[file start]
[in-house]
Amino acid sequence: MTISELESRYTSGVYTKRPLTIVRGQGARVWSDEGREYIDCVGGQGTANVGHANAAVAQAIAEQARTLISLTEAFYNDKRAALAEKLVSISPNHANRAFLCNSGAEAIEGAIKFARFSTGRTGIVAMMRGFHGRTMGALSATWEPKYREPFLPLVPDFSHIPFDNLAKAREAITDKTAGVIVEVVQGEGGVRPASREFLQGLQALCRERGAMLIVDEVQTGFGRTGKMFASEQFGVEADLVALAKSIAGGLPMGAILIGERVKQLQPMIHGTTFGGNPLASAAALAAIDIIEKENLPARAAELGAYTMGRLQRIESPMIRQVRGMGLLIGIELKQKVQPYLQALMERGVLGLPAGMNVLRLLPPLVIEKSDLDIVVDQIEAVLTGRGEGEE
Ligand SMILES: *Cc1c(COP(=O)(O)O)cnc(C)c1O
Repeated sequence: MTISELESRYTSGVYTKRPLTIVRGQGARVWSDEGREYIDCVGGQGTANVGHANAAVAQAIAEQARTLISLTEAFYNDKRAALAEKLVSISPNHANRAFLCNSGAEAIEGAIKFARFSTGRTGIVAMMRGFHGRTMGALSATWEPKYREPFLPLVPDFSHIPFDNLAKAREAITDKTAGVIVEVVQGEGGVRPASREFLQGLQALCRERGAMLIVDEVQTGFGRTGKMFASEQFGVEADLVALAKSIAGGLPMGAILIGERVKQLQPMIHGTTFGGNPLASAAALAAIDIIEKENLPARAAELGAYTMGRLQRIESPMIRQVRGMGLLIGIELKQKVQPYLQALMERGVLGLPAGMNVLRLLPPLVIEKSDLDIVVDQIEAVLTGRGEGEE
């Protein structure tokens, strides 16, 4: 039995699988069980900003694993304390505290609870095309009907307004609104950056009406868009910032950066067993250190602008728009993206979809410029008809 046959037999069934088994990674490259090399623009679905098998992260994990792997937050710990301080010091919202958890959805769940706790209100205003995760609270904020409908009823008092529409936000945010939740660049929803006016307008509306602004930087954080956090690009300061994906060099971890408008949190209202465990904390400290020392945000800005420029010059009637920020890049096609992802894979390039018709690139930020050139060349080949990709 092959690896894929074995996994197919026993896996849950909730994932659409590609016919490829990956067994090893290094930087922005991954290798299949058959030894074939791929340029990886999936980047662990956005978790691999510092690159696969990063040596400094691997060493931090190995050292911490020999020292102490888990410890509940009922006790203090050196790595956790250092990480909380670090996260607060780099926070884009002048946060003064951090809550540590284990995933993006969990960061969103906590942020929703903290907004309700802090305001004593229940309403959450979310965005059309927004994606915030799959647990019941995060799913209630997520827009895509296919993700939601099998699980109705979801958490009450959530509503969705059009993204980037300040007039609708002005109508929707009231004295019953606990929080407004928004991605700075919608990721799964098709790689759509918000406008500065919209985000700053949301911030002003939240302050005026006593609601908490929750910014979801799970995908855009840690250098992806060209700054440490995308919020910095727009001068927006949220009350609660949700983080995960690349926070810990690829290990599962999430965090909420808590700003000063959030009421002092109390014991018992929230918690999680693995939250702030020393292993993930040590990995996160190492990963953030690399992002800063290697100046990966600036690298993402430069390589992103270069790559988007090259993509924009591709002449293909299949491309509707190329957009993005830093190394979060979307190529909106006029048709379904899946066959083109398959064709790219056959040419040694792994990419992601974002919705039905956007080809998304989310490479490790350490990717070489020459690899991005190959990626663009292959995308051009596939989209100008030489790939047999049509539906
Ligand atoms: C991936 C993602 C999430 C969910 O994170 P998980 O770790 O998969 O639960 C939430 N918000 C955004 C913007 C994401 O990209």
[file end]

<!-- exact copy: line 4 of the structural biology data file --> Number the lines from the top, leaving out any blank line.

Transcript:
Repeated sequence: MTISELESRYTSGVYTKRPLTIVRGQGARVWSDEGREYIDCVGGQGTANVGHANAAVAQAIAEQARTLISLTEAFYNDKRAALAEKLVSISPNHANRAFLCNSGAEAIEGAIKFARFSTGRTGIVAMMRGFHGRTMGALSATWEPKYREPFLPLVPDFSHIPFDNLAKAREAITDKTAGVIVEVVQGEGGVRPASREFLQGLQALCRERGAMLIVDEVQTGFGRTGKMFASEQFGVEADLVALAKSIAGGLPMGAILIGERVKQLQPMIHGTTFGGNPLASAAALAAIDIIEKENLPARAAELGAYTMGRLQRIESPMIRQVRGMGLLIGIELKQKVQPYLQALMERGVLGLPAGMNVLRLLPPLVIEKSDLDIVVDQIEAVLTGRGEGEE